Tradespeople have battled against accusations of rogue traders and poor standards of professionalism for some time now. All too often do stories appear where a professionally accredited and trained installer is met with accusations that they’re ‘trying to rip customers off’, or ‘someone else quoted half the price down the road’ – from quotes that are entirely valid and reasonable. Such accusations are something that many are looking to change from within the industry, but it would still appear there is a worrying disconnect between consumers and the trade.
It doesn’t help, of course, when ‘diplomas’ or ‘qualifications’ in gas or plumbing are being touted on job search sites to ‘enhance CVs’. One course, recently highlighted on social media by installers, assured participants that for as little as £18 and 10 hours’ training, they would receive an “in-depth understanding of gas work and the theory behind it” – and don’t worry, that does include VAT. A similar qualification was also available for ‘Plumbing Skills’, and this one for just £16!
It goes without saying that any fully-qualified heating engineer or plumber will know that such courses wouldn’t cover 1% of the expertise and knowledge that is required to do a professional and safe job. But that doesn’t stop such courses from reaching the eyes of youngsters, or worse still, rogue traders. It also doesn’t stop attendees from putting the ‘qualification’ on their business cards, handing them out in the local area, and acquiring business. Inevitably, any jobs completed will turn out to be unsightly at best, or extremely dangerous at worst – a scenario which only serves to deepen the mistrust the general public hold of the industry.
The potential problems of falsely advertised training courses or unregulated standards in the industry are countless. It leads to confusion amongst the minds of consumers, who are left with vastly different quotes and no real understanding of why. As a consequence, the lack of clarity leaves many qualified, competent installers out of pocket.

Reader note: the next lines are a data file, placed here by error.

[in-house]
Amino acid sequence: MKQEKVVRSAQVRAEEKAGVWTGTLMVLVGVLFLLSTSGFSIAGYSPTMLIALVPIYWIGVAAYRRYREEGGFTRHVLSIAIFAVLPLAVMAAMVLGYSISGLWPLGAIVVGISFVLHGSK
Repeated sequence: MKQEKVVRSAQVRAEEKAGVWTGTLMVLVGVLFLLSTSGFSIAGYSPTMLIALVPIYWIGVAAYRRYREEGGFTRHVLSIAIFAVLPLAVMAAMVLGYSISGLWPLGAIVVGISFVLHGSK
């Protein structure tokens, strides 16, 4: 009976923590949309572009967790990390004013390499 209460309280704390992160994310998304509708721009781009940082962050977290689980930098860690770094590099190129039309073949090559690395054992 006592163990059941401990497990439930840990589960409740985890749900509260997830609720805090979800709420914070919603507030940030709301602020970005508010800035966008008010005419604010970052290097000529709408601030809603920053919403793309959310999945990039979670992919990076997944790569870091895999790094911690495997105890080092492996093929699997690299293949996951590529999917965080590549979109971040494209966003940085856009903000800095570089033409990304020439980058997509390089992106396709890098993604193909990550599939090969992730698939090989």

The job listings website eventually replied to the callouts on Twitter made by installers, commenting: “Hi. This course carries CPD points but isn’t a formal qualification. We agree that the description should be clearer – so we’ve taken the course down for now so we can chase with the provider. Thanks for flagging, and let us know if you see any others. Have a great day.” This only serves to demonstrate how little is understood about the technicalities of this industry. Oh, and you’re right to be a little cynical – the course reappeared only a day later…
On the upside, a recent government survey has revealed that heating engineers are among the most trusted of the trades, so it’s not all doom and gloom. There are also attempts from industry bodies to spread the message of only hiring qualified installers – see Gas Safe Register’s ‘Don’t Cut Corners’, or CIPHE’s ‘Proud to be a Professional’ campaigns, for instance – yet clearly more needs to be done.
Sometimes, it may be necessary to go a little ‘rogue’ yourself and call out any dangerous work or practices you come across. The more exposure bad practice gets, the more consumers will be aware of it, after all.